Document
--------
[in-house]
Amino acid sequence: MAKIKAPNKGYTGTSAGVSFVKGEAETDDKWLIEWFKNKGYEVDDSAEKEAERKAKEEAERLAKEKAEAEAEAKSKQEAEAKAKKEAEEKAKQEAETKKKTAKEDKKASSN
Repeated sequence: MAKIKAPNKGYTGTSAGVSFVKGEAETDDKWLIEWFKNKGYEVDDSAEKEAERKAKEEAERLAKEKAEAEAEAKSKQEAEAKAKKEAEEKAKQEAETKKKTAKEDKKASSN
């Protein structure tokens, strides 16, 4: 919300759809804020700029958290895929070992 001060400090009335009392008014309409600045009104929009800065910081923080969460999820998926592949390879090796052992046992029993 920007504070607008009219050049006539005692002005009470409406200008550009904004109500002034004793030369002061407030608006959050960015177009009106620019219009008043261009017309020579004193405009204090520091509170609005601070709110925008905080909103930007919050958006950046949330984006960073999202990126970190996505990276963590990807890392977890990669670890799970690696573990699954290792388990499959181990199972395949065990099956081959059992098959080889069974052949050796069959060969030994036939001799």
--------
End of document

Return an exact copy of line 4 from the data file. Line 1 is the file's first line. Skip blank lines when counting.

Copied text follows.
């Protein structure tokens, strides 16, 4: 919300759809804020700029958290895929070992 001060400090009335009392008014309409600045009104929009800065910081923080969460999820998926592949390879090796052992046992029993 920007504070607008009219050049006539005692002005009470409406200008550009904004109500002034004793030369002061407030608006959050960015177009009106620019219009008043261009017309020579004193405009204090520091509170609005601070709110925008905080909103930007919050958006950046949330984006960073999202990126970190996505990276963590990807890392977890990669670890799970690696573990699954290792388990499959181990199972395949065990099956081959059992098959080889069974052949050796069959060969030994036939001799």